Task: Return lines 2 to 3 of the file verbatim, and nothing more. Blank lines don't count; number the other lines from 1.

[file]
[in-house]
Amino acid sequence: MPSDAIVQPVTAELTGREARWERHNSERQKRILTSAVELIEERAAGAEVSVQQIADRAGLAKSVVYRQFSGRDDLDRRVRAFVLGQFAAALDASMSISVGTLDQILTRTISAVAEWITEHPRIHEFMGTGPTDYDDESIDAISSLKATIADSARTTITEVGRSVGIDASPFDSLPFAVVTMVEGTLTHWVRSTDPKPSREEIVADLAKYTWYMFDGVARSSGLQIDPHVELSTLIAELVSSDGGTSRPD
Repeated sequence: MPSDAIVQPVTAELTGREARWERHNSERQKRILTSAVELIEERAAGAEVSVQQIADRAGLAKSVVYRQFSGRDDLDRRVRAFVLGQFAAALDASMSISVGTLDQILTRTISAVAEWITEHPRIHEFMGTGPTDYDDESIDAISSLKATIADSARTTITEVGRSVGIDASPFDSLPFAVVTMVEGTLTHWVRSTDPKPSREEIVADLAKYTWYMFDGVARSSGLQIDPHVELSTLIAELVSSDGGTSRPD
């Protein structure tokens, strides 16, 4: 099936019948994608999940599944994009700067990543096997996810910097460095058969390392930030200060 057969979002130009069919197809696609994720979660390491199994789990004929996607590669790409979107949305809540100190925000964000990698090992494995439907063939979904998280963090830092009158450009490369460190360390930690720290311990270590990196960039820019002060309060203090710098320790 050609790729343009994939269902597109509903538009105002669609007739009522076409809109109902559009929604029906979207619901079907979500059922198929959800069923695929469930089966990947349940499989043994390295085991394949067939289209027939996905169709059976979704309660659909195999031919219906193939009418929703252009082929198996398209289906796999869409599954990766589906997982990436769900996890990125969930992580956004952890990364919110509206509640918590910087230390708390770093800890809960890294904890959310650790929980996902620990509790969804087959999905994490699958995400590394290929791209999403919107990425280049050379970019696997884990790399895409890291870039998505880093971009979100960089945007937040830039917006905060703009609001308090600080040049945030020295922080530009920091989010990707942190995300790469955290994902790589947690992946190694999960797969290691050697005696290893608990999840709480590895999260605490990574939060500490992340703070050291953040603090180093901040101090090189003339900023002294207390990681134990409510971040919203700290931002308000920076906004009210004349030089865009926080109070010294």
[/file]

Amino acid sequence: MPSDAIVQPVTAELTGREARWERHNSERQKRILTSAVELIEERAAGAEVSVQQIADRAGLAKSVVYRQFSGRDDLDRRVRAFVLGQFAAALDASMSISVGTLDQILTRTISAVAEWITEHPRIHEFMGTGPTDYDDESIDAISSLKATIADSARTTITEVGRSVGIDASPFDSLPFAVVTMVEGTLTHWVRSTDPKPSREEIVADLAKYTWYMFDGVARSSGLQIDPHVELSTLIAELVSSDGGTSRPD
Repeated sequence: MPSDAIVQPVTAELTGREARWERHNSERQKRILTSAVELIEERAAGAEVSVQQIADRAGLAKSVVYRQFSGRDDLDRRVRAFVLGQFAAALDASMSISVGTLDQILTRTISAVAEWITEHPRIHEFMGTGPTDYDDESIDAISSLKATIADSARTTITEVGRSVGIDASPFDSLPFAVVTMVEGTLTHWVRSTDPKPSREEIVADLAKYTWYMFDGVARSSGLQIDPHVELSTLIAELVSSDGGTSRPD